Lviv – A City of Irresistible Charm
Lviv Today Editor, Andrew Lewis, reflects on his 18-month stay in the cultural capital of Ukraine
Leopolitans love their city, and are very proud and knowledgeable about its history and its place in modern Ukraine. However, many times I am asked the same question: “Why would you want to come and live in Lviv?”. People I meet often find it hard to understand their city’s appeal to foreigners, when in fact, I am yet to meet a foreign visitor who has not instantly fallen in love with Lviv – its unique charm, achingly beautiful architecture, relaxed pace of life, and abundant traditions. My question in reply would be: “Why would anyone not want to come and live here?”.
As far as my story goes, I was taken in before I even reached Lviv. In 2008, on crossing the border into Ukraine for the first time in the middle of the night at Sheheni , my friend and I were taken across a dark field for an interview at passport control. When we entered the room and saw the stunningly beautiful female border guard, complete with high-heels and a gun strapped to her slender waist, I knew I had entered a very interesting part of the world. I was immediately curious to find out more, and all it took was a few days in Lviv to convince me that I wanted to spend a lot more time here. My decision to live and work here for 18 months has been one of the best decisions I have ever made.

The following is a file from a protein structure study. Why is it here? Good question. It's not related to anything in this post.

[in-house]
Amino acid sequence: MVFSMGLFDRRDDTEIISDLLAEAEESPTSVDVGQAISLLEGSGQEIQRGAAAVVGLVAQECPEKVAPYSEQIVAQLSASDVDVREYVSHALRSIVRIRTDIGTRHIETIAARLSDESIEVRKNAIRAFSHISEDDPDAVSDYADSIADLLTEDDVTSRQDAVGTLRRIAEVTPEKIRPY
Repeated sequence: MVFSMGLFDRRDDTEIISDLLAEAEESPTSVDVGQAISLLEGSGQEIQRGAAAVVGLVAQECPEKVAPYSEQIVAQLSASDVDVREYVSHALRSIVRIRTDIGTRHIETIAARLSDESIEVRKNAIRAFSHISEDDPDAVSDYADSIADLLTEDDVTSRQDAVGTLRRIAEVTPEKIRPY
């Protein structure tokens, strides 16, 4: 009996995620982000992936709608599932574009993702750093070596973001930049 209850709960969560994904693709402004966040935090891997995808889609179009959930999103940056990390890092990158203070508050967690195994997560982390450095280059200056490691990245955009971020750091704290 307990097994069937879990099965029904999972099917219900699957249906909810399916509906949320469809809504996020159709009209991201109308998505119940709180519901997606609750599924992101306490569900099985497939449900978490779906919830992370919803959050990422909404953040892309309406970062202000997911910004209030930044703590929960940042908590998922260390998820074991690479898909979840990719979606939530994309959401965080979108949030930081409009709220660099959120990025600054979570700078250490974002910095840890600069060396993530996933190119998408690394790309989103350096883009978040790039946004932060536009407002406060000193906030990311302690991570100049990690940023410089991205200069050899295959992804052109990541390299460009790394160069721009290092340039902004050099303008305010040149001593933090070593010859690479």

For me, the most fascinating and enjoyable parts of Leopolitan life are the traditions, in particular the major religious holidays, which combine Orthodox customs and pagan rituals. Easter in Lviv, for example is simply a wonderful time of year. In the UK, most people don’t celebrate Easter, and it means little more than two days off work, chocolate, booze and traffic jams. Here I have been lucky enough to take part in many of the regional traditions – preparing baskets of food and taking them to church, a morning service and breakfast with a Ukrainian family (thank you to the Vorobei family!) and witnessing some of the most dangerous games I have ever seen (‘hajivky’) at Shevchenkivskij Hai!
Christmas is another very special time to be in Lviv. I enjoyed it so much in last year, that I actually extended my stay so that I could be here for one more. Including two English Christmases, that means I have had four Christmases in the last 13 months! Again, a time of great traditions – eating delicious Ukrainian dishes (thank you to the Hud family!), singing carols, watching (or performing) Christmas plays (‘vertepy’), and of course, drinking mulled wine by the New Year tree in the centre of town.
But my trip has not all been about celebrating, and like everyone else, I had to work during my time here. I was fortunate enough to find a job that I absolutely loved – teaching English at Language Express, a school that works within the fantastic institution that is the Ukrainian Catholic University (UCU). It was a real pleasure working with such a variety of interesting and enthusiastic people in my lessons. In my groups I had lawyers, air traffic controllers, astrophysicists, to name but a few. From our discussions, I learned as much from them about Lviv and life in Ukraine as (I hope) they learned from me about the English language.